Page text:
MOLLUSKS

Soft-bodied invertebrates, mollusks include slugs, snails, octopuses, squid, clams, and mussels. Most mollusks have SHELLS to protect them.

WHAT FEATURES DO MOLLUSKS HAVE IN COMMON?

As well as a shell, most mollusks have a muscular foot for creeping or burrowing. Some also have a head with sense organs. The soft body includes lungs or gills for breathing, and digestive and reproductive parts, all enclosed by a skinlike organ called the mantle.

HOW DO MOLLUSKS FEED?

Most mollusks have a rasping tongue called a radula, armed with tiny teeth. This scrapes tiny plants and animals off rocks or tears food into chunks. Bivalves, such as oysters and mussels, filter food particles from the water with their gills.

OCTOPUS IN ACTION

Cephalopods such as octopuses and cuttlefish are stealthy hunters. Octopuses creep along the seabed or lie in wait for fish and crabs. They pounce on their prey, seize it with their suckered arms, and paralyze it with poisonous saliva.

HOW DO MOLLUSKS REPRODUCE?

Mollusks reproduce sexually. Slugs and snails are hermaphrodites (possessing both male and female organs), but they must still mate to fertilize their eggs. Most aquatic mollusks lay eggs that hatch into small, free-swimming larvae called veliger.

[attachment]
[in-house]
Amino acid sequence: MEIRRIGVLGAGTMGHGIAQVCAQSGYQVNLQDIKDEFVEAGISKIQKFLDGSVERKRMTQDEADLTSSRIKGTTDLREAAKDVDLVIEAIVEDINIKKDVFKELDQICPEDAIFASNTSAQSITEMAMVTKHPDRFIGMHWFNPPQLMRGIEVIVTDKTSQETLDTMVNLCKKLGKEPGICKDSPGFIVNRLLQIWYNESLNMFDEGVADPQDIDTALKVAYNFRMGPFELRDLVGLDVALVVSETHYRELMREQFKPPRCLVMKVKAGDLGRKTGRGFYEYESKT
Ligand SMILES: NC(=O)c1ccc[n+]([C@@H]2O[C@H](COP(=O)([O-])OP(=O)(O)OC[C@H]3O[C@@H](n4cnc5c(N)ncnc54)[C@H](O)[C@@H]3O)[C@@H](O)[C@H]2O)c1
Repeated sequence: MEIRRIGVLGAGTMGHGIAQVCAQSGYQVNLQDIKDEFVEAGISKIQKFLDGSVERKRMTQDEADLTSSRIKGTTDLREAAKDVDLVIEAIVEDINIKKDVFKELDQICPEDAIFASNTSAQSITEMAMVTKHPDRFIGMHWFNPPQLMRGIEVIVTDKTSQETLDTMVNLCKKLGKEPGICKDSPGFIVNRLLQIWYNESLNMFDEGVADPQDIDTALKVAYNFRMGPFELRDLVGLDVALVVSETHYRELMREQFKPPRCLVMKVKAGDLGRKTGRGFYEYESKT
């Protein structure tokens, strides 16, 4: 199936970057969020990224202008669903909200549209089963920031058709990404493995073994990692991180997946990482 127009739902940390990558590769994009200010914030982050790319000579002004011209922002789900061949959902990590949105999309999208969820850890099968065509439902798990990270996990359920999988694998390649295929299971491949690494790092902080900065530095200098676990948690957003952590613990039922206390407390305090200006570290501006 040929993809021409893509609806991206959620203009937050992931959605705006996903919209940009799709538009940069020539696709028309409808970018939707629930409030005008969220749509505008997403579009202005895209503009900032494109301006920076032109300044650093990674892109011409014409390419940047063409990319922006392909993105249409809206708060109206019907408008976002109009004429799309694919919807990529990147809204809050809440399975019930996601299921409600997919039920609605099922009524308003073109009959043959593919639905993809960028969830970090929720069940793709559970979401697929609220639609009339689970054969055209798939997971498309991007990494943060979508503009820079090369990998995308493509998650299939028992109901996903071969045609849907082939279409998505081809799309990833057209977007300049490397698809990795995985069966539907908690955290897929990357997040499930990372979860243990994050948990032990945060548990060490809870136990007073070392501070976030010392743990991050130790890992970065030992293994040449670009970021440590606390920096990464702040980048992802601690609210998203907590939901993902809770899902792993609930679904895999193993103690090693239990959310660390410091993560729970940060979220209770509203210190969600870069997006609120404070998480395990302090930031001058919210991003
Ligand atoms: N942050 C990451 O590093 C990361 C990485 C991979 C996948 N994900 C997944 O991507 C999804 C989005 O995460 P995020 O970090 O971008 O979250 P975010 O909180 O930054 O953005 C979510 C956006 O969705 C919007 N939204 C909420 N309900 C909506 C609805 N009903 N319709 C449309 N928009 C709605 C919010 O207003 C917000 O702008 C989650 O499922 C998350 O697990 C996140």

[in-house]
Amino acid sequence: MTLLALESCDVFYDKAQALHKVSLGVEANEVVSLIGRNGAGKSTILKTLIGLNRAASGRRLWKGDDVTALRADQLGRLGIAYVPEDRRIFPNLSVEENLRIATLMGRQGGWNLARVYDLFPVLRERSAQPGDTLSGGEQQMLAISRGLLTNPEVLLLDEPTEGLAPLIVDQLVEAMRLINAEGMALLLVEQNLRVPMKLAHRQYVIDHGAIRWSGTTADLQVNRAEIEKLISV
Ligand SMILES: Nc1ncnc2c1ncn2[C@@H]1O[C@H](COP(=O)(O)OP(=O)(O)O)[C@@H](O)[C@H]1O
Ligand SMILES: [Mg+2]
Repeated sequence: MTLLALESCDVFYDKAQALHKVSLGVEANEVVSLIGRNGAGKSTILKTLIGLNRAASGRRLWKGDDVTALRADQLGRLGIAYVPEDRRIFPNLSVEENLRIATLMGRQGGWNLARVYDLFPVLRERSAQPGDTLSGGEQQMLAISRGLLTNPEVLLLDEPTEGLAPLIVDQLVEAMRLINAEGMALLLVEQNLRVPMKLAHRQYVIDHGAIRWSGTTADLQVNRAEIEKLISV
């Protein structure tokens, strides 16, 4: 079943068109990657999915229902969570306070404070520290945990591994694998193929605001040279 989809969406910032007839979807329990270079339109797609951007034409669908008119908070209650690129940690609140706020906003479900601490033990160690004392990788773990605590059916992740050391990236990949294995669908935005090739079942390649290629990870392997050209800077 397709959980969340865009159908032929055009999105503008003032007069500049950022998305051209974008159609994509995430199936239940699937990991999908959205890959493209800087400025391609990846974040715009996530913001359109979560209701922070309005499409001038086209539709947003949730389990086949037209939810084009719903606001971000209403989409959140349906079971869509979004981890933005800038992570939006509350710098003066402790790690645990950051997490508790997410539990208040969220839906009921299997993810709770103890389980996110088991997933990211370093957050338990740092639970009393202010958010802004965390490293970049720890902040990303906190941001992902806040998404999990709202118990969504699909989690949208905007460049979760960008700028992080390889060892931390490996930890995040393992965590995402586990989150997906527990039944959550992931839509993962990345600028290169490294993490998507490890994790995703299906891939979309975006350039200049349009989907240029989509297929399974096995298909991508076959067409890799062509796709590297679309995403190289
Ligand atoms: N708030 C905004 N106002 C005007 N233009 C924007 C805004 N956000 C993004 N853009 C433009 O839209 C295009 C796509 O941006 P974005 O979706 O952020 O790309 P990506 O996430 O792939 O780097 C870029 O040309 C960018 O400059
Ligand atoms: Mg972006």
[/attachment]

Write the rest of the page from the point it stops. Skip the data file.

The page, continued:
MOLLUSK CLASSIFICATION

There are over 70,000 mollusk species split into several major classes:

Gastropods (the largest class) include slugs, snails, winkles, whelks, and limpets
Bivalves include scallops, clams, and oysters
Squid, octopuses, cuttlefish, and nautilus are cephalopods
Smaller groups include tusk shells and chitons (oval mollusks with jointed plates)

SHELLS

Mollusk shells come in many shapes and sizes, but most have the same, simple function—providing somewhere to hide in times of danger. In land mollusks, the shell also helps to prevent the moist, soft-bodied creature from drying out.

WHAT ARE MOLLUSK SHELLS MADE OF?

Mollusk shells are made of a chalky material called calcium carbonate. The shell has three layers for extra strength: a tough outer layer, a chalky middle layer, and a shiny inner layer, next to the animal’s skin. The shiny layer in some bivalve mollusks is known as mother-of-pearl.

HOW DO MOLLUSKS MAKE SHELLS?

A mollusk’s mantle (skin) releases liquid shell materials, which harden on contact with water or air. Gastropod and nautilus shells grow from their outermost edge. As the mollusk grows, its shell develops more whorls (single turns in a spiral shell) or chambers. In bivalves, new shell material is deposited on the edge that is farthest from the hinge.

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Invertebrates

Copyright © 2007 Dorling Kindersley